Jonah's birthday was on Monday, and I was a bit nervous about one thing. A couple weeks prior, the whole family was driving in the car. From the back seat, Jonah piped up "Go to the party store!" Why? We asked him. "It's Jonah's berfday! Get party hats and balloons and berfday cake!" Later that evening I asked him what he wanted on his birthday hats and cake, a subject I had previously discussed with him. All he had specified was that he wanted chocolate cupcakes and Chuck E Cheese. Now however, his tune was different. "Want.... want.... BUBBLE GUPPIES!!!! Bubble Guppies berfday cake!! Bubble Guppies Berfday hat! BUB BUB BUBBLE, Bubble bubble guppies!!!" Bubble Guppies is Nick Jr's newest show. It's cute. He learns a lot from it and the music they sing is actually enjoyable even for the adults. I would have loved to comply and gotten him all things Bubble Guppies for his birthday. The problem lies in the fact that it's Nick's newest show. They've only aired a pilot season. There is no merchandise on the market. No party hats, no balloons, no cakes.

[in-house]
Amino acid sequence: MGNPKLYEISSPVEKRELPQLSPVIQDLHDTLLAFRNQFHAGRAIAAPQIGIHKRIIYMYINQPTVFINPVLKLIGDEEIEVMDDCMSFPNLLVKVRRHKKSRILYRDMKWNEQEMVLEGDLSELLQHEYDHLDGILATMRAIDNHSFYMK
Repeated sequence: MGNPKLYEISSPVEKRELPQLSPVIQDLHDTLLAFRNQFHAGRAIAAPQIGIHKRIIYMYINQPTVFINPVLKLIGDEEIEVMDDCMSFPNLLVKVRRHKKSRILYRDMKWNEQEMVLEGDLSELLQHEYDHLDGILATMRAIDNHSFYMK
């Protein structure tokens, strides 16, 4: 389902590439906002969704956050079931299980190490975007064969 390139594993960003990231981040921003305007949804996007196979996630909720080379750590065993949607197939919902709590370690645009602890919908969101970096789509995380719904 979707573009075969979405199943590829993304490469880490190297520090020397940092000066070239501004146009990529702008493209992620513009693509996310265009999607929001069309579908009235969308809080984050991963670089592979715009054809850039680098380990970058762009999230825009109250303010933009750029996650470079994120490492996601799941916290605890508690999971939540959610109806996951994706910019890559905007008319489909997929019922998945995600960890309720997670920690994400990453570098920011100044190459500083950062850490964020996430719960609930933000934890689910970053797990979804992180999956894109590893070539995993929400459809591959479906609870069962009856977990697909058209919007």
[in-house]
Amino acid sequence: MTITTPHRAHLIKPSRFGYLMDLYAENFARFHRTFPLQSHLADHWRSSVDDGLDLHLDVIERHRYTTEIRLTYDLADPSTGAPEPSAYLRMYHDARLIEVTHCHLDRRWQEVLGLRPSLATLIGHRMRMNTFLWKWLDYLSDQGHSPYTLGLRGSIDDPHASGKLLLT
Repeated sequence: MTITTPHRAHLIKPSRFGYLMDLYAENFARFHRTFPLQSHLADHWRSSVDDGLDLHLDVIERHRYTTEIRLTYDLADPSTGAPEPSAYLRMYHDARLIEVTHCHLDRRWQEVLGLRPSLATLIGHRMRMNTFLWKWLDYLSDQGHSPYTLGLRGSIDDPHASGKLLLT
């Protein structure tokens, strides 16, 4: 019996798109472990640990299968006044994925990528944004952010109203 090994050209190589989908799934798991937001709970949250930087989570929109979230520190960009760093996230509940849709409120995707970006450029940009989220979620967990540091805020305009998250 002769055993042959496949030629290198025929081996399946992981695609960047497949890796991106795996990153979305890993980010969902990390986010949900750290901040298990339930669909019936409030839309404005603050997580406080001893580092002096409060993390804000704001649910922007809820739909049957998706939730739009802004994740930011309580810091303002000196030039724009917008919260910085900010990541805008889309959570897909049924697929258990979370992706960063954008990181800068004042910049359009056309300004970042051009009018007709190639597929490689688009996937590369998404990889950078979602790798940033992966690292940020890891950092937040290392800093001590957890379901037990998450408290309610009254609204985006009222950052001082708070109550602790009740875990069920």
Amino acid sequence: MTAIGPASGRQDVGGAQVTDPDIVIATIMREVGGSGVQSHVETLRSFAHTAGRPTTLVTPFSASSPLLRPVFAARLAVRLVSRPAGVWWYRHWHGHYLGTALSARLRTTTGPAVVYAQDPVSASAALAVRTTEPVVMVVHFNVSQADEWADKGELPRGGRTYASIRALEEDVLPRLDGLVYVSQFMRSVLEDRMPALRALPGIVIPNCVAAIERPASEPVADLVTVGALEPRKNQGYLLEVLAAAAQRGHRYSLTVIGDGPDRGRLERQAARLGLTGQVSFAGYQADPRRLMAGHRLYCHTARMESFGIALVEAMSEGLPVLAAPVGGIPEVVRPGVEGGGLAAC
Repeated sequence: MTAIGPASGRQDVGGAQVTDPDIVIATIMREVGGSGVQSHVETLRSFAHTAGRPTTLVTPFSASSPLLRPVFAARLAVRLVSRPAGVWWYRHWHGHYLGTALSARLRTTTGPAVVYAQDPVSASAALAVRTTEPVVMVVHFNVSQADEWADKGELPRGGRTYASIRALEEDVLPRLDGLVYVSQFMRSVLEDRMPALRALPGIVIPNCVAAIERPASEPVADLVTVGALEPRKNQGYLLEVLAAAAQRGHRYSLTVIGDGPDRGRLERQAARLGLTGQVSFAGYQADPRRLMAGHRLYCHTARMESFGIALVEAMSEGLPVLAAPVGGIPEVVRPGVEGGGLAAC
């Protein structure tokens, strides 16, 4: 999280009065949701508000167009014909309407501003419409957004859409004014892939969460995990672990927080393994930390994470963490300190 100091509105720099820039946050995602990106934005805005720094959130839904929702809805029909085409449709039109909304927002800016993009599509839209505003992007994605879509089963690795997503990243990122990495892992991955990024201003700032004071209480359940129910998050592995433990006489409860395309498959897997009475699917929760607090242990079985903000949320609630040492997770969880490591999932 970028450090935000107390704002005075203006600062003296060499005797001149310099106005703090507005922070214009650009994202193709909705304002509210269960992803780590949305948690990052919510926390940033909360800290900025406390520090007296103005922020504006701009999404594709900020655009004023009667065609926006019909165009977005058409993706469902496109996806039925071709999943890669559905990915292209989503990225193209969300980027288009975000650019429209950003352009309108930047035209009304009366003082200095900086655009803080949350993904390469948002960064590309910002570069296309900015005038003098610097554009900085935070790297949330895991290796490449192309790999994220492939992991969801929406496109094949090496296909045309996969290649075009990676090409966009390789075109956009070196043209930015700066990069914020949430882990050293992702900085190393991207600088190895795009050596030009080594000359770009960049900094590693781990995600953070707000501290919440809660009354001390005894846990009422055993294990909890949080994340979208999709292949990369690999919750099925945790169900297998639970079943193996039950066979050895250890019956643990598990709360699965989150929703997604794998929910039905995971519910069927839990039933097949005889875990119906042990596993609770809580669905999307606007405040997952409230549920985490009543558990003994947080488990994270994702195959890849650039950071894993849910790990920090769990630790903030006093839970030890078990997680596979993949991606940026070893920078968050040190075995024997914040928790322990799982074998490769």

When he first told me he wanted chocolate cupcakes, I went on the interwebs to find a cute way to present a plain old chocolate cupcake. I found this and was immediately inspired  by coco cake cupcakes! The Hungry Caterpillar has always been a favorite book in our house.  Over the past three years, we have spent countless hours, reading the book countless times.  Jonah loves it! He would appreciate it. Or so I thought before he began asking for Bubble Guppies.

As there are no bubble guppies cakes or figures to put on a cake, and as I do not have the skill required to make our own Bubble Guppies cake, I decided to stick to the plan. I showed Jonah the picture from the above website, and he said "mmmm, very hungry caterpillar for in my mouth! UMMM!" and pretended to take a bite from the picture. Promising, I thought. So that was the green light! Here is how I re-created the cupcake cake and made it our own.